General Surgery Rotation

General Surgery: Varicose veins

Patient will present with → a 77-year-old Hispanic female with a dull ache in her legs that is worsened with prolonged standing and relieved with rest and elevation of her legs. She has 14 grown children and a past medical history of obesity and hypertension. On physical exam, her bilateral lower legs are edematous with multiple dilated, tortuous superficial veins.

Varicose veins are dilated superficial veins in the lower extremities. Usually, no cause is obvious.

  • Approximately 15% of adults, particularly women who have been pregnant, develop varicosities.
  • Other risk factors include obesity, family history, prolonged sitting or standing, and history of phlebitis.
  • The main mechanisms are superficial venous insufficiency and valvular incompetence; inherited defects in vein walls or valves also play a role.

Clinical features

  • Dilated, tortuous veins develop superficially in the lower extremities, particularly in the distribution of the great saphenous vein. Smaller blue-green, flat reticular veins; telangiectasias; and spider veins are further evidence of venous dysfunction.
  • Varicosities may be asymptomatic or associated with aching and fatigue.
  • Chronic distal edema, abnormal pigmentation, fibrosis, atrophy, and skin ulceration may develop in severe or prolonged disease.

Diagnosis is clinical - visual inspection of the leg in dependent position usually confirms the presence of varicosities.

  • Duplex ultrasonography locates incompetent valves/ venous reflux before surgery. In most cases, reflux arises from the greater saphenous vein.

Graduated compression stockings provide external support.

  • Leg elevation and regular exercise provide symptomatic relief.
  • Small venous ulcers heal with leg elevation and compression bandages; larger ulcers may require compression boot dressing (Unna boot) or skin grafts.
  • Interventional techniques include endovenous radiofrequency or laser ablation, compression sclerotherapy, and sometimes surgical stripping of the saphenous tree.
osmosis Osmosis
Picmonic
Varicose Veins Assessment

Varicose veins are dilated subcutaneous veins that may be small and harmless or large and bulging. Varicose veins are caused by increased venous pressure and incompetent valves. They typically occur in the legs but may also occur in the esophagus, vulva, anorectal area, and spermatic cord (varicocele). Assessment findings include telangiectasias (spider veins), small reticular veins, and dilated and tortuous veins.

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Varicose Veins Interventions

Varicose veins are dilated subcutaneous veins that may be small and harmless or large and bulging. Other types of varicosities include reticular veins and spider veins (telangiectasias). Varicose veins are caused by increased venous pressure and incompetent vein valves. They typically occur in the legs but may also occur in esophagus, vulva, anorectal area, and spermatic cord (varicocele). Interventions include laser therapy, sclerotherapy, or surgical removal of the saphenous vein. To prevent worsening conditions, the patient should be taught to avoid prolonged standing, and to wear elastic compression stockings.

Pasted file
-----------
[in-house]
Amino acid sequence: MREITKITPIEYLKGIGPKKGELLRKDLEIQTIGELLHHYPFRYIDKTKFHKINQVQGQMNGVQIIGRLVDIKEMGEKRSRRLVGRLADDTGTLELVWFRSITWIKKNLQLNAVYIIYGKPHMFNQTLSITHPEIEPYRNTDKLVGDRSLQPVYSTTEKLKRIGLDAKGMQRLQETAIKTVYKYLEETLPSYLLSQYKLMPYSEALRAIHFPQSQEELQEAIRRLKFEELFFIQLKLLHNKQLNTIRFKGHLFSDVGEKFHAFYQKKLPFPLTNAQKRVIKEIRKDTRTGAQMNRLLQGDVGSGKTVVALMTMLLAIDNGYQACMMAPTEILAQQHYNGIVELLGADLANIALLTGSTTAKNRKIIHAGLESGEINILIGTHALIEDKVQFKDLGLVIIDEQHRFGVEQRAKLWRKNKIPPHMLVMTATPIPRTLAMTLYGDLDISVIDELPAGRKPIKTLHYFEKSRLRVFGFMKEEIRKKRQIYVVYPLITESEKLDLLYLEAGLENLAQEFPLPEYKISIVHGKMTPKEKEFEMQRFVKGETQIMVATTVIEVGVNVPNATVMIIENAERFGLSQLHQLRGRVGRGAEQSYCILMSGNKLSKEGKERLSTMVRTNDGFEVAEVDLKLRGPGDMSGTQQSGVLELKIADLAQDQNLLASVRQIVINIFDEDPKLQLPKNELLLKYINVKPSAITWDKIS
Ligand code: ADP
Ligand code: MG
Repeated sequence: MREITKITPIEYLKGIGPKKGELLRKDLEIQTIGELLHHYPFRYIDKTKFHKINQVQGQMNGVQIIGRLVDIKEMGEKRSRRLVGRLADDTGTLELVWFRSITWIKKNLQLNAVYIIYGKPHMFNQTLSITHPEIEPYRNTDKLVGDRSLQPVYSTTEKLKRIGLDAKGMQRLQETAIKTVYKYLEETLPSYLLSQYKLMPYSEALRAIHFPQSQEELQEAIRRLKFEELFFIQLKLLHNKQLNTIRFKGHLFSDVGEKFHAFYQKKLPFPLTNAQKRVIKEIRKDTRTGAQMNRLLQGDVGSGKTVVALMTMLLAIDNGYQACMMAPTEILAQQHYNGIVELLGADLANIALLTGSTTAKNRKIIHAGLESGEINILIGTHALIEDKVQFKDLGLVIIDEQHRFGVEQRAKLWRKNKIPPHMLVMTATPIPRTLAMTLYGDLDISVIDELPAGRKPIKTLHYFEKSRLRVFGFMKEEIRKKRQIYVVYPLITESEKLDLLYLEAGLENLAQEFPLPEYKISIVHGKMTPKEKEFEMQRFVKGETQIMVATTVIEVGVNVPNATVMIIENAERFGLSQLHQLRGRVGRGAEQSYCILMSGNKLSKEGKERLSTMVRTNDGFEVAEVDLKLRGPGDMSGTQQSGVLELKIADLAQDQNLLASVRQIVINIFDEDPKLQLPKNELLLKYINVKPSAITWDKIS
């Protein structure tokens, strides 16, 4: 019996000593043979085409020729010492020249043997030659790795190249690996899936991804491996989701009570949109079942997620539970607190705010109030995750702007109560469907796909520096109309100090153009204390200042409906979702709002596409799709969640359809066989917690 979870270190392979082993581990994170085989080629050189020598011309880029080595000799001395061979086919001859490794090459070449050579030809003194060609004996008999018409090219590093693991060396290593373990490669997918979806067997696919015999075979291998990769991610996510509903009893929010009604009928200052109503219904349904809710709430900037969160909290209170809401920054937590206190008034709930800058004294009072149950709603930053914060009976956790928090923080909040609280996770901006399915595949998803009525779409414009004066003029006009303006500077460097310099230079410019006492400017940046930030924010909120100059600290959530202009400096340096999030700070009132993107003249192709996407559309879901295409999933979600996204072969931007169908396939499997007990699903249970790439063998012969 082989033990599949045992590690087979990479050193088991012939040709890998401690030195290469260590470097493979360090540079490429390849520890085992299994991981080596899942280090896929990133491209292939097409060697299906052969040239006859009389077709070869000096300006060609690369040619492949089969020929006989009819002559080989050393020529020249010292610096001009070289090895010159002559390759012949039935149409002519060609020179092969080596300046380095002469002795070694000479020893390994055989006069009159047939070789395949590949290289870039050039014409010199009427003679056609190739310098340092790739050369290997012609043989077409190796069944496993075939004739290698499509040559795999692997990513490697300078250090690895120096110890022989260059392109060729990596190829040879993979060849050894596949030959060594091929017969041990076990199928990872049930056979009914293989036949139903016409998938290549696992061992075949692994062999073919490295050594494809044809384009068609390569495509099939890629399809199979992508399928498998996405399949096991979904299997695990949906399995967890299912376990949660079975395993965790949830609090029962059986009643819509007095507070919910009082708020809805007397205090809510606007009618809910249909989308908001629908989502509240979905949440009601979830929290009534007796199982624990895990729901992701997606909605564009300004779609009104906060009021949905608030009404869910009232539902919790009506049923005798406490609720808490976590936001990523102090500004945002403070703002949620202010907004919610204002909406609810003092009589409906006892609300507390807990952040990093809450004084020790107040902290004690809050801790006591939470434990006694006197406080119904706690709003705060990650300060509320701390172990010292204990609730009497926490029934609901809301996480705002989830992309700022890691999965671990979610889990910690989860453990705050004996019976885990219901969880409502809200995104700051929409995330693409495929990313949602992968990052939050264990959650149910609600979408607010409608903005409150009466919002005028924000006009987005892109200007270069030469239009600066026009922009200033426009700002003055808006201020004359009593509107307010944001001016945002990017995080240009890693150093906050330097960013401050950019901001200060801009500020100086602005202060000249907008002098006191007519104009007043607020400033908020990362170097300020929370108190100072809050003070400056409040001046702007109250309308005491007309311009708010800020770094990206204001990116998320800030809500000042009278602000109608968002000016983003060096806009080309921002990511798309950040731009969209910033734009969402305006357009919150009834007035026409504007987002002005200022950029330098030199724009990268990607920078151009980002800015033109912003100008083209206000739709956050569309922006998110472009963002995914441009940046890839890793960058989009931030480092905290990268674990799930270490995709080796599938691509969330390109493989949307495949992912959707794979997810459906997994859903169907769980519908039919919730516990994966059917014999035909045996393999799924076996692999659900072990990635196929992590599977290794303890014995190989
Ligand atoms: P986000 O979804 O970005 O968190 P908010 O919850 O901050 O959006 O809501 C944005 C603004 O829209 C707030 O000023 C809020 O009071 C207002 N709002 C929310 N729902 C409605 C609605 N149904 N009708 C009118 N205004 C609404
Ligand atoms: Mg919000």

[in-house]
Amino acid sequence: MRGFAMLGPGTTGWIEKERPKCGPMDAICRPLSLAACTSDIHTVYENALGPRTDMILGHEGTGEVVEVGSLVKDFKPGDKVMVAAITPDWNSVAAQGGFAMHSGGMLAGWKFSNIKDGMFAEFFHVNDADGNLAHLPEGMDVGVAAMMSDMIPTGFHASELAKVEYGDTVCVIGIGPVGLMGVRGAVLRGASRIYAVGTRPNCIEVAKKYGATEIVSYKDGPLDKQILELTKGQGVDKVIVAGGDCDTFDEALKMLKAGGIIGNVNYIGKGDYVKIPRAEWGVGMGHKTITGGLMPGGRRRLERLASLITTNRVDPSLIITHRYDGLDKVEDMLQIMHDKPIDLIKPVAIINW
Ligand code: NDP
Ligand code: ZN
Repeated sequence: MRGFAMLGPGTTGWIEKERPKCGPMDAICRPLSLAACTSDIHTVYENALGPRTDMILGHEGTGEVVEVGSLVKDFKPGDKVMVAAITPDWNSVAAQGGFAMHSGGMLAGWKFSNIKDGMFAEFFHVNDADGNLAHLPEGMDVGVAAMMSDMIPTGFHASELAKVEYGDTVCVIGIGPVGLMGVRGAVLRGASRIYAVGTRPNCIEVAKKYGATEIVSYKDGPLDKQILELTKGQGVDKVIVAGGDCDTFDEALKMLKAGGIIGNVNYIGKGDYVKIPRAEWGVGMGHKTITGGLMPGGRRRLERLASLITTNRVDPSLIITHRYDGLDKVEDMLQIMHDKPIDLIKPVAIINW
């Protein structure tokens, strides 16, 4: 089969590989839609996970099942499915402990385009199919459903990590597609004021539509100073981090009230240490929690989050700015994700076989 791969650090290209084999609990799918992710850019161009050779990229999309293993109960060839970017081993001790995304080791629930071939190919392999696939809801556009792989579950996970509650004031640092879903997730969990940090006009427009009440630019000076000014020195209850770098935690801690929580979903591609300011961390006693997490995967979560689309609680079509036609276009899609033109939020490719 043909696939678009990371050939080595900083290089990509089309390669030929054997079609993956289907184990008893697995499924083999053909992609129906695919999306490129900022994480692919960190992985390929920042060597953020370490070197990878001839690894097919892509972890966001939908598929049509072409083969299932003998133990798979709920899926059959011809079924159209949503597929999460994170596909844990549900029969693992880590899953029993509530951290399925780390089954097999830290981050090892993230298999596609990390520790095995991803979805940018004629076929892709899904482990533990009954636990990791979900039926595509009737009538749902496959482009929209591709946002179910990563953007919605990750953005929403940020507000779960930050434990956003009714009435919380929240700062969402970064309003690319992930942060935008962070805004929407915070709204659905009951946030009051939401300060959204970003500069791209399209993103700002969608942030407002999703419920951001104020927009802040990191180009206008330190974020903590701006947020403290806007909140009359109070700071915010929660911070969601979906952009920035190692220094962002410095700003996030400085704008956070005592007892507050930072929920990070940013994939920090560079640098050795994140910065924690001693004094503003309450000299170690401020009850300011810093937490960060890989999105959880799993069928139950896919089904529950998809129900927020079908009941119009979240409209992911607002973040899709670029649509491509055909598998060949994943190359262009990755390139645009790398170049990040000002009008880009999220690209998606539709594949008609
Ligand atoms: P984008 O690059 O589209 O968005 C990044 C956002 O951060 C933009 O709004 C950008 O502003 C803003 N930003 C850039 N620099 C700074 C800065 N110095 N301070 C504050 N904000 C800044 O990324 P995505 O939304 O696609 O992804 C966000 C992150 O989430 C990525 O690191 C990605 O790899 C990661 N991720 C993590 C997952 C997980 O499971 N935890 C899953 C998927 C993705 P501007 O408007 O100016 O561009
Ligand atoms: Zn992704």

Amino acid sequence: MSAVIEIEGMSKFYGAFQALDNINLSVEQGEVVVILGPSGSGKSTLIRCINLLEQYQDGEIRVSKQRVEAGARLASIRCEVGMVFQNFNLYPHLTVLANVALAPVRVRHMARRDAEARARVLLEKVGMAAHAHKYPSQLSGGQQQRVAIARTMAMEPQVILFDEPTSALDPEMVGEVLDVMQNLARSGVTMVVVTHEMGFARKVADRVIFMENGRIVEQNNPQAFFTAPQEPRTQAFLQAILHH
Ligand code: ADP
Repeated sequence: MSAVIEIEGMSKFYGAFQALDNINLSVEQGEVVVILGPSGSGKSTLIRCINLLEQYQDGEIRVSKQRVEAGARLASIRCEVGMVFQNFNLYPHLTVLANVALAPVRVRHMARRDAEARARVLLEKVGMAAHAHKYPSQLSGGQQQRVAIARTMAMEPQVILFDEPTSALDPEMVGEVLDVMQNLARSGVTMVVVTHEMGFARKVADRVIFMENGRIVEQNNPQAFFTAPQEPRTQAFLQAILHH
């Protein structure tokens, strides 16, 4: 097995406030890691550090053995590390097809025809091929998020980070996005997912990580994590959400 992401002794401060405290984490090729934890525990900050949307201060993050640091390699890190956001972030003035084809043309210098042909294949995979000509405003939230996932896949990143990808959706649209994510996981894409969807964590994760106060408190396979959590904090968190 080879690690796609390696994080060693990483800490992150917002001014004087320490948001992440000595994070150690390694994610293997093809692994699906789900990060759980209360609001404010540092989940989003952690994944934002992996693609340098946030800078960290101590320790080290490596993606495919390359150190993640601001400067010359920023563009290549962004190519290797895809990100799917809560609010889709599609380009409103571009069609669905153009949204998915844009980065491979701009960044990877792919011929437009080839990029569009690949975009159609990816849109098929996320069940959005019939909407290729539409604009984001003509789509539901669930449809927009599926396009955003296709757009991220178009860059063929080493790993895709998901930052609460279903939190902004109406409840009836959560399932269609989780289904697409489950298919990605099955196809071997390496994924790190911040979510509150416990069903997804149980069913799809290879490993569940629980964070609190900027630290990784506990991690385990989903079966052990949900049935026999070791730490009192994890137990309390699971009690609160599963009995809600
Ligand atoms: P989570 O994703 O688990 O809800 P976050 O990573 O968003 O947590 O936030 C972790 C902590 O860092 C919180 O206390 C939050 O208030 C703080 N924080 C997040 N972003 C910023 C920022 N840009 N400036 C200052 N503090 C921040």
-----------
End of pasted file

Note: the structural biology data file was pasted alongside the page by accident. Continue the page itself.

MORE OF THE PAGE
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Question 1
A 65 year-old white female presents with dilated tortuous veins on the medial aspect of her lower extremities. Which of the following would be the most common initial complaint?
A
Pain in the calf with ambulation
Hint:
Patients with deep venous thrombosis (DVT) may present with complaints of pain in the calf with ambulation. Secondary varicosities may result from DVT's.
B
Dull aching heaviness brought on by periods of standing
C
Brownish pigmentation above the ankle
Hint:
Stasis Dermatitis and edema are most suggestive of chronic venous insufficiency.
D
Edema in the lower extremities
Hint:
See C for explanation.
Question 1 Explanation: 
Dull aching heaviness or a feeling of fatigue brought on by periods of standing is the most common complaint of patients presenting initially with varicosities.
Question 2
A retired operating room nurse comes to the clinic complaining of a dull ache in her legs after prolonged standing. She notes her legs feel heavy and she has mild ankle edema when she spends the day shopping. The aching pain and the edema resolve spontaneously if the patient elevates her legs. She denies calf tenderness or dyspnea. Physical examination reveals + 1 ankle edema bilaterally. What is her most likely diagnosis?
A
deep venous thrombosis
Hint:
Deep venous thrombosis edema is usually unilateral, may be associated with calf tenderness or a palpable cord, and does not resolve on its own.
B
lymphedema
Hint:
Lymphedema is a condition also associated with calf heaviness and edema but the symptoms do not resolve spontaneously.
C
varicose veins
D
intermittent claudication
Hint:
Intermittent claudication is not associated with peripheral edema generally and while the pain is resolved with rest, walking exacerbates the pain.
Question 2 Explanation: 
Varicose veins develop when individuals spend a prolonged amount of time on their feet. Lymphedema is a condition also associated with calf heaviness and edema but the symptoms do not resolve spontaneously. Deep venous thrombosis edema is usually unilateral, may be associated with calf tenderness or a palpable cord, and does not resolve on its own. Intermittent claudication is not associated with peripheral edema generally and while the pain is resolved with rest, walking exacerbates the pain.
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General Surgery: Arterial/venous ulcer disease (ReelDx) (Prev Lesson)
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